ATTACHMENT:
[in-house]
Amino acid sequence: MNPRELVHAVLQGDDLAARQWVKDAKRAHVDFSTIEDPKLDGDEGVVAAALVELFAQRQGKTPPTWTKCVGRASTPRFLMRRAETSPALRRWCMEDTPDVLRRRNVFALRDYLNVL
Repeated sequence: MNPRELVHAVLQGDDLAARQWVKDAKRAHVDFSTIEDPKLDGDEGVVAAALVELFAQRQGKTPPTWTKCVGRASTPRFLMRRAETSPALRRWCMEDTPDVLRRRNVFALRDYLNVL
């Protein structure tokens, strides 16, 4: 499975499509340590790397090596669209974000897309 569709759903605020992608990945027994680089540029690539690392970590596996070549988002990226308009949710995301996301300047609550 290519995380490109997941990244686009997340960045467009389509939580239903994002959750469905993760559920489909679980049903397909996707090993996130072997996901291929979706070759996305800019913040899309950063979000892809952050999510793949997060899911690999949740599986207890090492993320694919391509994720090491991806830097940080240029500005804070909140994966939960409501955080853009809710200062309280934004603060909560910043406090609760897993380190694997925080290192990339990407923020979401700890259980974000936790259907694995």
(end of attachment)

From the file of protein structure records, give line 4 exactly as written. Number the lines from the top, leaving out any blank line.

């Protein structure tokens, strides 16, 4: 499975499509340590790397090596669209974000897309 569709759903605020992608990945027994680089540029690539690392970590596996070549988002990226308009949710995301996301300047609550 290519995380490109997941990244686009997340960045467009389509939580239903994002959750469905993760559920489909679980049903397909996707090993996130072997996901291929979706070759996305800019913040899309950063979000892809952050999510793949997060899911690999949740599986207890090492993320694919391509994720090491991806830097940080240029500005804070909140994966939960409501955080853009809710200062309280934004603060909560910043406090609760897993380190694997925080290192990339990407923020979401700890259980974000936790259907694995």